Turkey stocks and prices are indicating weak demand for the meat ahead of Thanksgiving Day 2020.
In a WATT Poultry Chat interview, Dr. Thomas Elam, president of Farm Econ LLC, said he sees signals that COVID-19 related warnings against family gatherings during the holiday season are stifling demand for birds.
Austin Alonzo: Can you provide one last look at the fresh and frozen turkey market before the beginning of the holiday season?
Thomas Elam: It's been an interesting holiday season because of COVID. As we talked about last week, bans on - state bans on gatherings and so forth as really put a damper on this Thanksgiving season and in more ways than one move. So a lot bigger situation, obviously than just the turkey market. First, I'd like to talk about just some general trends and what's going on in the turkey market.
The slide on turkey production, we'll take a look at that first. What's happened there has been over the last four or five years we've seen these huge swings in turkey production that 2014 was a bad year for production. 2015-16 was another bad year because of HPAI. But since 2017, production has been trending slowly downward and that's because the industry has not been making a lot of money.
The second chart I sent you is on stocks and it's broken out by parts. And if you look at the heavy blue line that is hen stocks, and those have been coming down for the last few years. Each peak is lower, and that peak generally happens in September, early October. While we did see some strength in hen prices over this year, just today USDA came out with the weekly hen prices in their weekly turkey situation report and those prices have dropped about 10 cents a pound since last week, which is very unusual for this time of year. And that combined with some very heavy specialing that we've seen on frozen turkeys not so much fresh but frozen. Fresh markets held up pretty well but it's a limited supply. That kind of drop this early in the year is very unusual. We've frequently seen that happen in mid- to late December. But to happen in November is a strong indication that demand is weak at retail and that's now being reflected back to this 10 cent drop in wholesale frozen turkey prices.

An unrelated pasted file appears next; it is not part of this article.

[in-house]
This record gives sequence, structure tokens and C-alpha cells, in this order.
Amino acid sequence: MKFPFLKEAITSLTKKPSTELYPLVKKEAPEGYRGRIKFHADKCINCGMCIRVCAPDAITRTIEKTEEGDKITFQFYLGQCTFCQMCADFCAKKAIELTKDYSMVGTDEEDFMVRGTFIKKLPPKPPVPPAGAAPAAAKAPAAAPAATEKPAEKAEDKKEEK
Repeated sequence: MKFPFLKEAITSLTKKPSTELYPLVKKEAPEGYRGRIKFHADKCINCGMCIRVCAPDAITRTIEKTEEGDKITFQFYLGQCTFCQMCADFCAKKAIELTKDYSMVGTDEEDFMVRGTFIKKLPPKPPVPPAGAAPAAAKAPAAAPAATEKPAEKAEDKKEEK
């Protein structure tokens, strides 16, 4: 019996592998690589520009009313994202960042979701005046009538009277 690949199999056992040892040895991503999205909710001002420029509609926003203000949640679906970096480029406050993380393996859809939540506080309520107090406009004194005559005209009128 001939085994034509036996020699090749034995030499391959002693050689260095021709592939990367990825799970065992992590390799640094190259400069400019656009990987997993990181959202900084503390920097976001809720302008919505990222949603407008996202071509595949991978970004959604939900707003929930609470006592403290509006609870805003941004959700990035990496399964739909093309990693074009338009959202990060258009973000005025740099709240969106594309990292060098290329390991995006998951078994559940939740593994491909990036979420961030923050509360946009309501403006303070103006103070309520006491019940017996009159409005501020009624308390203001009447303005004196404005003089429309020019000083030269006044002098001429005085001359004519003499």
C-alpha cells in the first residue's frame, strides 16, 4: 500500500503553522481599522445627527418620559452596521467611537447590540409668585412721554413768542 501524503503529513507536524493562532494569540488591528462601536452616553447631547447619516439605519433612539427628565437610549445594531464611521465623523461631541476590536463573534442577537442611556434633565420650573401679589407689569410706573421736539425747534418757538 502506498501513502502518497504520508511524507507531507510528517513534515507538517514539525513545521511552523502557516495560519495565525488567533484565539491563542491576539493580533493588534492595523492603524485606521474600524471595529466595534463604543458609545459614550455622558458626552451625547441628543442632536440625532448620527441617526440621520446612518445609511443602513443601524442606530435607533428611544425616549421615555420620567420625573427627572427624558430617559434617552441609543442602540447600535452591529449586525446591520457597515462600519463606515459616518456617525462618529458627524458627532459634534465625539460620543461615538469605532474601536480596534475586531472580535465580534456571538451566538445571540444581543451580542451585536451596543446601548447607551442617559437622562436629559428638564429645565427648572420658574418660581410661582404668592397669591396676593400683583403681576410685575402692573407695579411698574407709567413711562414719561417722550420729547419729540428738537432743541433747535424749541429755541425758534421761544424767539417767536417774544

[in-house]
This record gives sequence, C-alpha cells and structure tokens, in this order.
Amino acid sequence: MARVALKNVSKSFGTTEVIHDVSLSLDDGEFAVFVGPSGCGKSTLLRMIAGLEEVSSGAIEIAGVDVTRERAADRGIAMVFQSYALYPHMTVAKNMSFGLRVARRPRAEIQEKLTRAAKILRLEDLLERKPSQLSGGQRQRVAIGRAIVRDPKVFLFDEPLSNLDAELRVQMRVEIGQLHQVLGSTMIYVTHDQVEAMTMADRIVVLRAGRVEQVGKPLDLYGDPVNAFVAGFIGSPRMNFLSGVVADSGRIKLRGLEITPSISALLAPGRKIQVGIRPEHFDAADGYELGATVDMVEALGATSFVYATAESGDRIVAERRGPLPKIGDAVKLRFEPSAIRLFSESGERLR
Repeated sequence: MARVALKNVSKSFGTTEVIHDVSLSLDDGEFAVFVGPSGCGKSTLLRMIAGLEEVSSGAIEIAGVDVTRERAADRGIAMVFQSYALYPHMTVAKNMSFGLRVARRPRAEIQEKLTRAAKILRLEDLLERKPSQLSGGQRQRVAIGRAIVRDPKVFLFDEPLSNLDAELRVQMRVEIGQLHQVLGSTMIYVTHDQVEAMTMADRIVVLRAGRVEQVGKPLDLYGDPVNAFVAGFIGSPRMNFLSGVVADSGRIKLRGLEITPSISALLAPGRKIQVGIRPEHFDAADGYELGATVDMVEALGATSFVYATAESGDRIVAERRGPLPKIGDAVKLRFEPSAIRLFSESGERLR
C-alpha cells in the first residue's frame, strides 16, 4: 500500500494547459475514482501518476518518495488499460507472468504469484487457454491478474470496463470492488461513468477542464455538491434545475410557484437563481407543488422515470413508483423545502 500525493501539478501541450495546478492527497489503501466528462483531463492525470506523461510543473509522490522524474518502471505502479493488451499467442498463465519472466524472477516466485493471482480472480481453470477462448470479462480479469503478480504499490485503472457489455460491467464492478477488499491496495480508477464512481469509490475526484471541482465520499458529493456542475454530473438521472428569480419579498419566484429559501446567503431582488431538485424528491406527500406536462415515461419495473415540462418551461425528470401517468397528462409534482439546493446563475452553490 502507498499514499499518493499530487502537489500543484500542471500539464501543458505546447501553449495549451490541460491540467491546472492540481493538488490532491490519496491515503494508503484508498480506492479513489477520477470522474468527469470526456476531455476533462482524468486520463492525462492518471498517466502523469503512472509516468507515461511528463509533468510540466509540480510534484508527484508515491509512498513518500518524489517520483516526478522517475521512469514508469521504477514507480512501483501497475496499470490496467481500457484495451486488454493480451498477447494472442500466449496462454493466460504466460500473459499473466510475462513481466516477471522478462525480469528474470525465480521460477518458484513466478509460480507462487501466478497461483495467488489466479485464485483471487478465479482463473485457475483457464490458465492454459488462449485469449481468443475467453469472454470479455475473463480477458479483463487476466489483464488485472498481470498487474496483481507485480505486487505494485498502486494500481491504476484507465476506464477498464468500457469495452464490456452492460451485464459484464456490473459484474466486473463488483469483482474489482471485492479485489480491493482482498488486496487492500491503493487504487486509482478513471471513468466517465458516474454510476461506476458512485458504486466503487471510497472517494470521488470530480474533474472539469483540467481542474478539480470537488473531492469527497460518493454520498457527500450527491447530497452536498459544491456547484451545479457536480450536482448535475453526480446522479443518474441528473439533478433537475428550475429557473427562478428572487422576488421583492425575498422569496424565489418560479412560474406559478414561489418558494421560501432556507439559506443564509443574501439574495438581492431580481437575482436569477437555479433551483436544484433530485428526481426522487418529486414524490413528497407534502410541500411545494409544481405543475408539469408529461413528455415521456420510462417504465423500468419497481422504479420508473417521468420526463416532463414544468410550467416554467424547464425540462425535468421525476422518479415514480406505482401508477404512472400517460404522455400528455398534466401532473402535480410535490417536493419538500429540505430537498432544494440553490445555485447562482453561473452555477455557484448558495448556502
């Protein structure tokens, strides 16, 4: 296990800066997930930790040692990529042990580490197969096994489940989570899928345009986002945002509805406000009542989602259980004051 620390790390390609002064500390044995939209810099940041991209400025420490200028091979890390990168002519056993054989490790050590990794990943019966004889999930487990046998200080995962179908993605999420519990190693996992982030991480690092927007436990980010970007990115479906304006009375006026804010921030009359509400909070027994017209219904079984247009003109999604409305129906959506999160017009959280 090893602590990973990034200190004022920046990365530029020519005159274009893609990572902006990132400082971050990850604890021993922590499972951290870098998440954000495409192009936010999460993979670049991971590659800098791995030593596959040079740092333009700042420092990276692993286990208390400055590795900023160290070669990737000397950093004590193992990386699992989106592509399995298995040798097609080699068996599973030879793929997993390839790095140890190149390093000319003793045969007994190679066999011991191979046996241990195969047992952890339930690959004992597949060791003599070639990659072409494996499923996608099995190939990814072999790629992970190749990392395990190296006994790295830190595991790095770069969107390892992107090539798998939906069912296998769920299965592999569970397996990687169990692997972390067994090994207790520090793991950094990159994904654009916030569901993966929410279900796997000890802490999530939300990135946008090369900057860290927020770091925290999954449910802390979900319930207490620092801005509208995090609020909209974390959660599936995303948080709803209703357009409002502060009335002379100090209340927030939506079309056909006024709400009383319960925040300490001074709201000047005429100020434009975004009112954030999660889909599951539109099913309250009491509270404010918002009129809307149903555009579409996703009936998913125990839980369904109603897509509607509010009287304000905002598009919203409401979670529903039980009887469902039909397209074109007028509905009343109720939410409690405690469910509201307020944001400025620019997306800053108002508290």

Frozen tom prices have also dropped about 10 cents a pound those move generally up and down together like this sometimes a penny or two apart. But they stay pretty close to each other. Over in the rest of the parts markets, in spite of declines in general in parts like fresh tom meat, frozen tom meat, breast meat and the other stocks, the miscellaneous stocks that are near all been trending downward. And yet we have seen very little strength in parts prices. This generally indicates weak demand when you see production going down and prices are not, you know, strengthening or at least staying steady. It's really a bad indication for demand. Where that comes from, I'm not quite sure but I'm sure one thing, these COVID restrictions on Thanksgiving gatherings have played a major role in what's going on in the frozen hen market.